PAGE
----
Alright, to be perfectly honest and rather brazen about it, no matter what device or online service you use, if it’s connected to the interwebs, it’s under attack all the time, 24/7, it never ends. Yes, iCloud is under attack.
So are all the Macs, iPhones, and iPads connect to the internet. Every device is under assault. Most attacks are done by various and sundry automated bots probing for weaknesses; they hit, and move on. Others are attacked with a specific intent in mind; think criminals looking for bank or credit card information, or, the government looking for terrorist and criminals.
What about attacks that have already happened? That’s the latest iCloud attack.
Apple Under Siege
Let me repeat. If it’s a device connected to the internet, it’s under siege from attacks coming from all over the world. It’s the nature of modern computing technology and there isn’t much we can do about it other than check our accounts, and change passwords from time to time, and don’t do something totally stupid.
Here’s the latest. Criminals, hackers, or scam artists claim to have a few hundred million iCloud account details– that means usernames and passwords– and they’re holding Apple ransom by demanding money or they will erase those accounts.
Scared much? You should be. Why? If someone knows your iCloud username and password they can wipe your iPhone and iPad, get into your iTunes account (usually attached to a credit card) and cause a level of havoc and grilled like the world has never seen.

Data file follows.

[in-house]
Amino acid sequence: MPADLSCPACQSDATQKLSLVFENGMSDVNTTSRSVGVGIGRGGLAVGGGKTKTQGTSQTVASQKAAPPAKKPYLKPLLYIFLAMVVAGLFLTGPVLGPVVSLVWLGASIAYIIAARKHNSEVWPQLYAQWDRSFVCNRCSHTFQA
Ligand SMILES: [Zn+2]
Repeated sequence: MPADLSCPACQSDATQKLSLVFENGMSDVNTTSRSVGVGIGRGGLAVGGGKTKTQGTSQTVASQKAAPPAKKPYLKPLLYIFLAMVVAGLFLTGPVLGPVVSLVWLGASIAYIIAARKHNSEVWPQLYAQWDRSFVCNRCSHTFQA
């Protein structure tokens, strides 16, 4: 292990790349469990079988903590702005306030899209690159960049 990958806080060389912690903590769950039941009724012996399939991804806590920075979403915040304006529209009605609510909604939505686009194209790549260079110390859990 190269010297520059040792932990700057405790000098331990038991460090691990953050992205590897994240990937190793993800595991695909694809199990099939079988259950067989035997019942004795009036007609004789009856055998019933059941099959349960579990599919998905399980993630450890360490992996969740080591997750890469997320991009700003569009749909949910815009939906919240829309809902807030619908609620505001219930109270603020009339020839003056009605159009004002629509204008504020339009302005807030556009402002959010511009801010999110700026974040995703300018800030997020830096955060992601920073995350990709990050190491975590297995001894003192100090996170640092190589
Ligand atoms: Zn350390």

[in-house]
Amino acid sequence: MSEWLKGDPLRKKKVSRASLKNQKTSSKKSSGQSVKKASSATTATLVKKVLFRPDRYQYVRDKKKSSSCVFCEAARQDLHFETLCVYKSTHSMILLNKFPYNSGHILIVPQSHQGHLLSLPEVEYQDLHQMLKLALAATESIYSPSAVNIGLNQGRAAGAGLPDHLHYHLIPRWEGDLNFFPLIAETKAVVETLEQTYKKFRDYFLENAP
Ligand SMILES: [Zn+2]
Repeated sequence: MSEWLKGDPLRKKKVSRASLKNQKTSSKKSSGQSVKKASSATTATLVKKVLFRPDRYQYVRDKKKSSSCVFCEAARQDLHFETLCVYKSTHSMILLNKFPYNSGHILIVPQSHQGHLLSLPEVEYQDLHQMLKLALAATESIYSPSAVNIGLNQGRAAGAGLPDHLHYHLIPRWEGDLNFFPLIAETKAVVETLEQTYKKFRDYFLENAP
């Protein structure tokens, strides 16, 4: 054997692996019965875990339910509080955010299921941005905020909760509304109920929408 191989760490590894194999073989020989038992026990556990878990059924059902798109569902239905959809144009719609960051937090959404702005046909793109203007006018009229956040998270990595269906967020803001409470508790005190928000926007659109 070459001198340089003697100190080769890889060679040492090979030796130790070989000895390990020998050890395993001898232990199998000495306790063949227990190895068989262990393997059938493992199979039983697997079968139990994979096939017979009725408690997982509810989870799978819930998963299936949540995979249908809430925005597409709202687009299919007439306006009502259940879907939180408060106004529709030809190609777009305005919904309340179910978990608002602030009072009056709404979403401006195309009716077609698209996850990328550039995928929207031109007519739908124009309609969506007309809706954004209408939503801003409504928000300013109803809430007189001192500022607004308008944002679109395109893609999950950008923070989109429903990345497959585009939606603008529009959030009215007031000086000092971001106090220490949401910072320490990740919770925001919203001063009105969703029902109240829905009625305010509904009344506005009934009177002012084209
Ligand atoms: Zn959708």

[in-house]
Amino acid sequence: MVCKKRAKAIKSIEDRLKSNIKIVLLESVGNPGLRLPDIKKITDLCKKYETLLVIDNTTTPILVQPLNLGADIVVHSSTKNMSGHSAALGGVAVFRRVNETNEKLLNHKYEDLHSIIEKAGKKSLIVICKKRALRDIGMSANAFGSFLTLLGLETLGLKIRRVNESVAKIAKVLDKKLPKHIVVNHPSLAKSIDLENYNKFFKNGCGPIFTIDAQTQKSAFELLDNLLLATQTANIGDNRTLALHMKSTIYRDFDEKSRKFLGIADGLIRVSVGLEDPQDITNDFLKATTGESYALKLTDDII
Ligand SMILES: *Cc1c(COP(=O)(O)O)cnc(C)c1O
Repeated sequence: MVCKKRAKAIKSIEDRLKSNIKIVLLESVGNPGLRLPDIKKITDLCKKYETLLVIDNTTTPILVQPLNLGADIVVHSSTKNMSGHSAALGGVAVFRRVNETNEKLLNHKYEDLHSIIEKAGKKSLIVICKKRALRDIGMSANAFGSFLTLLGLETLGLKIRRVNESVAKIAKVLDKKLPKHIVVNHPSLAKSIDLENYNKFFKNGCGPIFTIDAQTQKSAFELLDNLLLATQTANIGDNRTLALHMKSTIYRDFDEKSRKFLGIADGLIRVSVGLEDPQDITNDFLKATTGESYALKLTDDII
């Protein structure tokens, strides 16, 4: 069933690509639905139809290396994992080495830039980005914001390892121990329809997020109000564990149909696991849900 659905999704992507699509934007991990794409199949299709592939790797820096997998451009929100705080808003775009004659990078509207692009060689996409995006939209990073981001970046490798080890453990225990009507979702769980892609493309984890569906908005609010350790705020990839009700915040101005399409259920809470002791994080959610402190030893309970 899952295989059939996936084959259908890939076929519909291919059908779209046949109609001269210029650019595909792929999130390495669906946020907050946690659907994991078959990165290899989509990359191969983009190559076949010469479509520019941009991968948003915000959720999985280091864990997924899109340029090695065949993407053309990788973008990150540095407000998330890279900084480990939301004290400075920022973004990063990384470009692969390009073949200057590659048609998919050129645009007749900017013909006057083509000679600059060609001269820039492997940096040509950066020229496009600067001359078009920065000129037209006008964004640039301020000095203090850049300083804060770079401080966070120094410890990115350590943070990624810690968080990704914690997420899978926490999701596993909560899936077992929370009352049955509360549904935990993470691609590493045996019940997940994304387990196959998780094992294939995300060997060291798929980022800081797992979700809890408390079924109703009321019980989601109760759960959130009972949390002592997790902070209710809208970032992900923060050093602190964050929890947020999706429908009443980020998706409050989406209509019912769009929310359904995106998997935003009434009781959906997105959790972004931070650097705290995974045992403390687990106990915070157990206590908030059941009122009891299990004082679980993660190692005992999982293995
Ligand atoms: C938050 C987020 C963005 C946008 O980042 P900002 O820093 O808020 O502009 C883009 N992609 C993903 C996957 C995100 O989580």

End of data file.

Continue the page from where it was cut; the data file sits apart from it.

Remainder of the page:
Apple claims that iCloud has not been hacked, and whatever the criminals, hackers, or scam artists have has been on the market for awhile and hasn’t caused any mass problems (that Apple is willing to talk about). As of now, security experts have wildly differing opinions on both the scope and validity of this particular iCloud account hack and potential attack. Some checks show many account details to be accurate, while many others are old or no longer used.
Alright, let’s get back down to earth. The group claiming to be ready to unleash this attack on more than 200-million iCloud account owners claims to be from London, U.K. and the ransom they’re asking for is… insert drum roll here… $75,000. In Bitcoin. Or, $100,000 in iTunes Gift Cards. Why not $1-million in Bitcoin. Or, $10-billion?
Seems more like script kiddies than serious hackers ready to destroy a company’s customer base.
Here’s another issue with such destruction. It doesn’t happen instantly because a few hundred million devices are involved. And, wiping an iPhone remotely doesn’t mean the iCloud account has been wiped, too. An inconvenience, yes; but not total, wanton destruction. Apple says to move along; there’s nothing to see here, but I’m certain that the April 7th deadline imposed by the criminals, hackers, or scam artists may keep a few of the company’s engineers up late the night before.
In the meantime, two-factor authentication is your friend, as is a new password. Inconvenient? Yes. Is there a better way? No.